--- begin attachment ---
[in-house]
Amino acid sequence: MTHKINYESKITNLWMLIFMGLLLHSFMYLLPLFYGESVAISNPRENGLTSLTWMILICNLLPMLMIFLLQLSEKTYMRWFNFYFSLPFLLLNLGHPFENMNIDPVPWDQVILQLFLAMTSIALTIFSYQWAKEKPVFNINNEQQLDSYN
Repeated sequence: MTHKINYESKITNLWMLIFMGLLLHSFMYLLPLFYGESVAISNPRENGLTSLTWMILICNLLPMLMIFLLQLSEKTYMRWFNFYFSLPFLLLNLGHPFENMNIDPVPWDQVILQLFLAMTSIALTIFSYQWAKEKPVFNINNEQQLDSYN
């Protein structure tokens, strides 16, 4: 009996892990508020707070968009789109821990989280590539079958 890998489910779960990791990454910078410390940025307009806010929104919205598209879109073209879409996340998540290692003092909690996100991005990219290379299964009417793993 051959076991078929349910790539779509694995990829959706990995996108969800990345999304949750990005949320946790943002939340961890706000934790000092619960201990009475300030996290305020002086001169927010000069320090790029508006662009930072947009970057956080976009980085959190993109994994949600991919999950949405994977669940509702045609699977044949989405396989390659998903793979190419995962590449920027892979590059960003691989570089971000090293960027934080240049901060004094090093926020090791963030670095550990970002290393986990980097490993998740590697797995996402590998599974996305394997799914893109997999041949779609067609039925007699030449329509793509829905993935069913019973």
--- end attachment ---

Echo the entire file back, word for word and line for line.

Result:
[in-house]
Amino acid sequence: MTHKINYESKITNLWMLIFMGLLLHSFMYLLPLFYGESVAISNPRENGLTSLTWMILICNLLPMLMIFLLQLSEKTYMRWFNFYFSLPFLLLNLGHPFENMNIDPVPWDQVILQLFLAMTSIALTIFSYQWAKEKPVFNINNEQQLDSYN
Repeated sequence: MTHKINYESKITNLWMLIFMGLLLHSFMYLLPLFYGESVAISNPRENGLTSLTWMILICNLLPMLMIFLLQLSEKTYMRWFNFYFSLPFLLLNLGHPFENMNIDPVPWDQVILQLFLAMTSIALTIFSYQWAKEKPVFNINNEQQLDSYN
């Protein structure tokens, strides 16, 4: 009996892990508020707070968009789109821990989280590539079958 890998489910779960990791990454910078410390940025307009806010929104919205598209879109073209879409996340998540290692003092909690996100991005990219290379299964009417793993 051959076991078929349910790539779509694995990829959706990995996108969800990345999304949750990005949320946790943002939340961890706000934790000092619960201990009475300030996290305020002086001169927010000069320090790029508006662009930072947009970057956080976009980085959190993109994994949600991919999950949405994977669940509702045609699977044949989405396989390659998903793979190419995962590449920027892979590059960003691989570089971000090293960027934080240049901060004094090093926020090791963030670095550990970002290393986990980097490993998740590697797995996402590998599974996305394997799914893109997999041949779609067609039925007699030449329509793509829905993935069913019973």